happy anniversary

June 27th.  Were I still married, this would have been my 13th wedding anniversary.

All day I have tried to ignore the symbolism of this day.  All day I have tried to keep my head down and just work, work, work through it.  All day I have just tried to make it to bedtime and another day.

I tried very hard today, as I do every day, to forget. To forget about the dreams dashed, sacrificed or surrendered.  To forget about the parts of myself lost along the way.  To forget about all those times that I reached for him and my hand closed on nothing but air. To forget how empty and artificial my life seemed to me.  To forget how it felt to be an afterthought, always.  To forget about my fear that it is, just possibly, too late to truly have the life I’d imagined.

But I can’t.

Today, I find myself unable to turn away from the carnage that was my marriage.  I keep looking back at it, part-amazed, part-disgusted, part-heartbroken, as it recedes further into the distance of my past.

I have spent many summers in tears.  Something about summertime always brought our problems to the forefront… maybe it was the golden possibilities never realized.  All the concerts never attended, moonlight walks never taken, romantic evening dinners never shared…. Maybe it was those things that left me deflated, acutely aware of my gilded cage that allowed me a glimpse of the world outside, but no access to it.  I could see that people — other people — did those things, but we did not.

I once had a long conversation with a guy I was dating about what we missed about being married.  We ultimately agreed that we didn’t actually miss all that much about our marriages, but we did miss — very, very much so — the hopes and optimism that had accompanied those marriages.  We wondered aloud whether the giddy promise of new love could ever be as good in our 40’s as it was in our 20’s.  We wondered if we could ever enter another relationship with such earnest certainty in its very rightness.  We wondered if anyone could ever convince us again that we are truly special. We wondered if anyone would ever really try.

I held it in all day, this grief and loss and fear.  This evening I loaded the dishwasher and did the laundry and kissed my girls to bed.  And then I let the tears come.  I’m not sure if I cried for myself or for my ex or for all the time irretrievably spent on a marriage too weak to survive.  I honestly don’t know.  I just know that it’s summertime and I still haven’t stopped crying and I’m beginning to wonder if I ever will.

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2 Comments

Filed under divorce, healing, love, personal growth, relationships, sadness, single mom

2 responses to “happy anniversary

  1. P,
    May I offer a hug, perhaps a glass of wine? And a long talk on the back porch? You need it.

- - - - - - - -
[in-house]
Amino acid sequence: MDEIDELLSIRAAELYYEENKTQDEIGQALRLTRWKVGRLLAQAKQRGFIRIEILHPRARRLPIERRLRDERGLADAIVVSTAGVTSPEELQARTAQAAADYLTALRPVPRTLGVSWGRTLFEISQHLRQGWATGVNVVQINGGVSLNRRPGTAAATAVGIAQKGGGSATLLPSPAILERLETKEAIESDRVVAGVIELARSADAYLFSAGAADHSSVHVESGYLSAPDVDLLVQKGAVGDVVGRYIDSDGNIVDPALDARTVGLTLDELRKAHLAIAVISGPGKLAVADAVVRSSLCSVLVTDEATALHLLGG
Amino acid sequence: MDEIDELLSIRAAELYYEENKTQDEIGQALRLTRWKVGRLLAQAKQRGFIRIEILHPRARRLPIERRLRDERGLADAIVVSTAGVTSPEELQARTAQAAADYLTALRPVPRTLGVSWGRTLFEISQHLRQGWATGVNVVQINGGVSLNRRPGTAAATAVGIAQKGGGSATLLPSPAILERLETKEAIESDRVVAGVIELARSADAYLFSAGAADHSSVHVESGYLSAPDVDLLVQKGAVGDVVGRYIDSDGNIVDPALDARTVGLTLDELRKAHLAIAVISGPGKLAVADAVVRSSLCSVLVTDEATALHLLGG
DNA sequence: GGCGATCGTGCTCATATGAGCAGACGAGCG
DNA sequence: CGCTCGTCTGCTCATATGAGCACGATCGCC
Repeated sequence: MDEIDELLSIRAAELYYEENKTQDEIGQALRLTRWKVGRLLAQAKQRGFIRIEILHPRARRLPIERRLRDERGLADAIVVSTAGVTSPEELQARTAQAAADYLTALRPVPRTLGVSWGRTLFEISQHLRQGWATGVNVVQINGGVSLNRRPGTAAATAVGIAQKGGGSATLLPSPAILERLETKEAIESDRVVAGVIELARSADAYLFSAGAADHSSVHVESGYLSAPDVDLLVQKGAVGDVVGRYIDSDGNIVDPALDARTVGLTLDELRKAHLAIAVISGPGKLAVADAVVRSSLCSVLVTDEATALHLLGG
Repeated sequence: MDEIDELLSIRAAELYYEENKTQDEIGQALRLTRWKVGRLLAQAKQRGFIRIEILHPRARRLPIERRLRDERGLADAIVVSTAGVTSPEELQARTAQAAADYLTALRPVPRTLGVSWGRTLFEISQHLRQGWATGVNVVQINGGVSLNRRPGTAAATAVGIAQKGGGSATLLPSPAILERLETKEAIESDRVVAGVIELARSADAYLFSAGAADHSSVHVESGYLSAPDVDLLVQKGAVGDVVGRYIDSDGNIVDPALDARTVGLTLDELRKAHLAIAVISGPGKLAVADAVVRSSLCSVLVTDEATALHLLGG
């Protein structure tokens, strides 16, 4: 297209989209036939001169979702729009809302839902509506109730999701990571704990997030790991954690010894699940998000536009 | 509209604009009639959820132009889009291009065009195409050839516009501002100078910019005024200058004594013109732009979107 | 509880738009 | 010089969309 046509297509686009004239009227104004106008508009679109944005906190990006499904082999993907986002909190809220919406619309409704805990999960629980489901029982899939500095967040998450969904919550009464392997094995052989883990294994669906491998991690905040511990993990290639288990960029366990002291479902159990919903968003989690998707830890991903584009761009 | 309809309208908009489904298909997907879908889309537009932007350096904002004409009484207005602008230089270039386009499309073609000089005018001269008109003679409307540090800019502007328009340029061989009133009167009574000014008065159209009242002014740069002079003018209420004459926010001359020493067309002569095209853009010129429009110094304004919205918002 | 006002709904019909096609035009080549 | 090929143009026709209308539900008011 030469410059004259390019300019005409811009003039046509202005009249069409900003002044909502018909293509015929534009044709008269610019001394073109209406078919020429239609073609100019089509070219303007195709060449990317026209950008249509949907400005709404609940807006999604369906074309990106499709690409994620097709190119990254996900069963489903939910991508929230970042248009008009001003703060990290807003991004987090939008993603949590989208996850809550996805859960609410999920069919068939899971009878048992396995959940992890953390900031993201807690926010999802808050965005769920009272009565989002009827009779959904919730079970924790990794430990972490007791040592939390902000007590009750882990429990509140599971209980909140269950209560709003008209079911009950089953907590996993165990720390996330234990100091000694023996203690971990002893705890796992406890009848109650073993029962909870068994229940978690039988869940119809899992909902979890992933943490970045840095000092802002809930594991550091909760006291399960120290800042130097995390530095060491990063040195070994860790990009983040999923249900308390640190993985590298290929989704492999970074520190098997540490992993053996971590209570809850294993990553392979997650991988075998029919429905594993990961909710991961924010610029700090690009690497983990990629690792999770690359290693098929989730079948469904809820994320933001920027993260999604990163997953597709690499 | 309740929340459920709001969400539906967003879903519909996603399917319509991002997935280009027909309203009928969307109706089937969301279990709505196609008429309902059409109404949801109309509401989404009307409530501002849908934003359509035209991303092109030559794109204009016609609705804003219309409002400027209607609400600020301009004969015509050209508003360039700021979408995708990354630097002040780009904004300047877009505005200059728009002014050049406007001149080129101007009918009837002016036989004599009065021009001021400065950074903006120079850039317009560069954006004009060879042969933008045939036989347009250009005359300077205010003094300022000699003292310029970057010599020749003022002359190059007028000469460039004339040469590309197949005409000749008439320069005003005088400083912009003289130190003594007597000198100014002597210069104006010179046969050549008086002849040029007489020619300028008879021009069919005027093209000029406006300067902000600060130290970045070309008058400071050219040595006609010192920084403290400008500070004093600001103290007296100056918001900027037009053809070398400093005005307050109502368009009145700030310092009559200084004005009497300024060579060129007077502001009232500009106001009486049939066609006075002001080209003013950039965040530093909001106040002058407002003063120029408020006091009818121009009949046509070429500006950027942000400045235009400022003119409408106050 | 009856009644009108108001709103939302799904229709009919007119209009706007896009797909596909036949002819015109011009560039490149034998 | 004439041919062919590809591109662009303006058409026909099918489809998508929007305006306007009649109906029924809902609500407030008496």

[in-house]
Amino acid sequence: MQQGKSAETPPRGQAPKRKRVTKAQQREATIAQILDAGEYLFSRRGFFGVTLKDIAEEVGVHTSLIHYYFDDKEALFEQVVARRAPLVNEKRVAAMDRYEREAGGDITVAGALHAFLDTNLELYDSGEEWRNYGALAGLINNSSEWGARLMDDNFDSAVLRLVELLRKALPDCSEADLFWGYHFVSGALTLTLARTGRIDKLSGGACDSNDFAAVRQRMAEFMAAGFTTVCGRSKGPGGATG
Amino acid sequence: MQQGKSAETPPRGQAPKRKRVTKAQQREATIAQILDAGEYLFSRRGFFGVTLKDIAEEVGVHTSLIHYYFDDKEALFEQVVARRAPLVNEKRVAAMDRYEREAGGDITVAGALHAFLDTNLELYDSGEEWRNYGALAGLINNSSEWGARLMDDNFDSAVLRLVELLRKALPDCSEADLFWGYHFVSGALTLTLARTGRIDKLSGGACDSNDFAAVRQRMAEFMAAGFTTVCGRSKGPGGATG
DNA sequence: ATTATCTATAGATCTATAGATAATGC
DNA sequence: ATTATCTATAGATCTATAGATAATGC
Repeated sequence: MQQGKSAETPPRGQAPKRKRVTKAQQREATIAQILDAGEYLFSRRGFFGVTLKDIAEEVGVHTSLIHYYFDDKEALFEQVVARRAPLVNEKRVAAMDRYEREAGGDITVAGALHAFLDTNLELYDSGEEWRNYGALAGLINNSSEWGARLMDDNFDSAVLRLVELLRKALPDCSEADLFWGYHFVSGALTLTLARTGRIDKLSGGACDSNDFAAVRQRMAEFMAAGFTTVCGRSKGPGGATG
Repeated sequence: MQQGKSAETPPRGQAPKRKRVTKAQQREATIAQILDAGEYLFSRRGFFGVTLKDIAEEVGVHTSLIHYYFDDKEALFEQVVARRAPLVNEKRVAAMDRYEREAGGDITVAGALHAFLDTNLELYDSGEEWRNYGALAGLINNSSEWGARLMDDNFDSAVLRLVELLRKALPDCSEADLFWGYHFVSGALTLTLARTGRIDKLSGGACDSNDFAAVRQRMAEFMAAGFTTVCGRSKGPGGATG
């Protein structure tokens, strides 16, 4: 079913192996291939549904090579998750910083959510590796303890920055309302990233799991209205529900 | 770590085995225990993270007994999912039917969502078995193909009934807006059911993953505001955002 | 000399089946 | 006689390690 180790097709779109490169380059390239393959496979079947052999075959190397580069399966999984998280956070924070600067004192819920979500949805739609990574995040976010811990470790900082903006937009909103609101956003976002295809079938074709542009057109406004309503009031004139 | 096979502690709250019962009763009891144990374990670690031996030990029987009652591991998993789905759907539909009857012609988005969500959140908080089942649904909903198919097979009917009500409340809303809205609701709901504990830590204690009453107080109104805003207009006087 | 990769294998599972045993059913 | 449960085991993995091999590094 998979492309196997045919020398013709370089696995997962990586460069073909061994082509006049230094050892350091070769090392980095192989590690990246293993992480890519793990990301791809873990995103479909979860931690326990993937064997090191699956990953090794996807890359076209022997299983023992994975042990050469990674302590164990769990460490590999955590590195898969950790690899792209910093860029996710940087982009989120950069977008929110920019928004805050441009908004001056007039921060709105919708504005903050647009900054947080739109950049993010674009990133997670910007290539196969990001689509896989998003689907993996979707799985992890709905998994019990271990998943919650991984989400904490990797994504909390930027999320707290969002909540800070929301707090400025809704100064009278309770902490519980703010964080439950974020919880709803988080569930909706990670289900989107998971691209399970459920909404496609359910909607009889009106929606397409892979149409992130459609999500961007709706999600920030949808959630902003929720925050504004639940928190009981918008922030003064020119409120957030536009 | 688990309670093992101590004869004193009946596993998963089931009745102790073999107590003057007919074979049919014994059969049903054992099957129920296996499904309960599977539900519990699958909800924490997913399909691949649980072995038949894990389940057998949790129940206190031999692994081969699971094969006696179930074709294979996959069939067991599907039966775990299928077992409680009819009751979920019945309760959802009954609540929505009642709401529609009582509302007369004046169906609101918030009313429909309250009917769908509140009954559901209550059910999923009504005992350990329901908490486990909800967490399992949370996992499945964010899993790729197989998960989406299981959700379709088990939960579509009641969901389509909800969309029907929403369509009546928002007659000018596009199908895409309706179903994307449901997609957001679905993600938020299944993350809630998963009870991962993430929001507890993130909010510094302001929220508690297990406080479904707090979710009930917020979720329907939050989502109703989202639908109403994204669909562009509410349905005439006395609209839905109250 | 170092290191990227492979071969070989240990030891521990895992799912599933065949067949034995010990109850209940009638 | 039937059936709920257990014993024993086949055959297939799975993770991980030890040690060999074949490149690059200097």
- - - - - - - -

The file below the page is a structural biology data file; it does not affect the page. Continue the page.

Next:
I spent a lot of time last night with “what if” thoughts. (my own anniversary was this month, too) Not just around Edward, but everything (what if I hadn’t gone to grad school, what if I had left my marriage years earlier, what if I had fought harder to make it work) and I realized that this kind of thought quickly overwhelms and never is helpful. You are where you are.

    And frankly, from my perspective, you’re doing a fabulous job of being there. You’ve created a loving, nurturing home for your girls, you’ve shown them that love and life aren’t about accepting what you have, but striving to make your life all that you want it to be. You’ve shown them that “ok” isn’t good enough. That love and passion are important. What empowering messages to send to them!

    I think our marriages were similar in many ways. Your description of longing for those summer nights with romance and love is beautiful. And attainable. I think by our mid thirties, forties, we’ve spent so much time doing so much for so many other people, it is time to take care of ourselves, nurture our spirits, and I hope you’ve found someone who can help you do that. And if it isn’t him, it will be someone else down the road, because that passion and spark, and hope and promise of all the love and good energy from a good relationship is most definitely not just for those in the twenty-something set. If anything, isn’t it better at this age? Perhaps harder to find, but all the more precious for the finding. And we can appreciate it in an unselfish way – think back to your own Edward. You felt all those things, and despite the ending, are able to see all the good that came from it. All the self awareness and growth and potential. That is perspective you wouldn’t have had at twenty. At twenty we’re all too busy figuring out how to play house. 😉

    I hope at the end of a very good cry, you realized what we all see in your writing, that the time in your marriage wasn’t wasted, or ill spent, it was what you needed at the time to help you realize what you really want and need from your own life and for your girls.

    I hope today is brighter, better. And that at least once this summer, the moonlight walk and romantic dinner are yours for the taking 🙂

    xo,
    c.

    • Cate, Thanks for the pep talk and the vote of confidence! The hug, the glass of wine, and the back porch talk would have been perfect. This week is does not allow for any “taking care of me time,” which I suspect you can very much relate to at this point.. 🙂

      You’re absolutely right about it being better now. I am discovering that that is true even when it doesn’t work out, just as you pointed out. I have begun to approach every relationship as a opportunity to truly learn about myself and how I relate to other people, so that I can do better each time and maybe, someday, get it right.

      I have no idea whether I will get that moonlight walk or romantic dinner this summer. The verdict is still out. But the summer isn’t over, either…. 🙂

      Good luck with your move!

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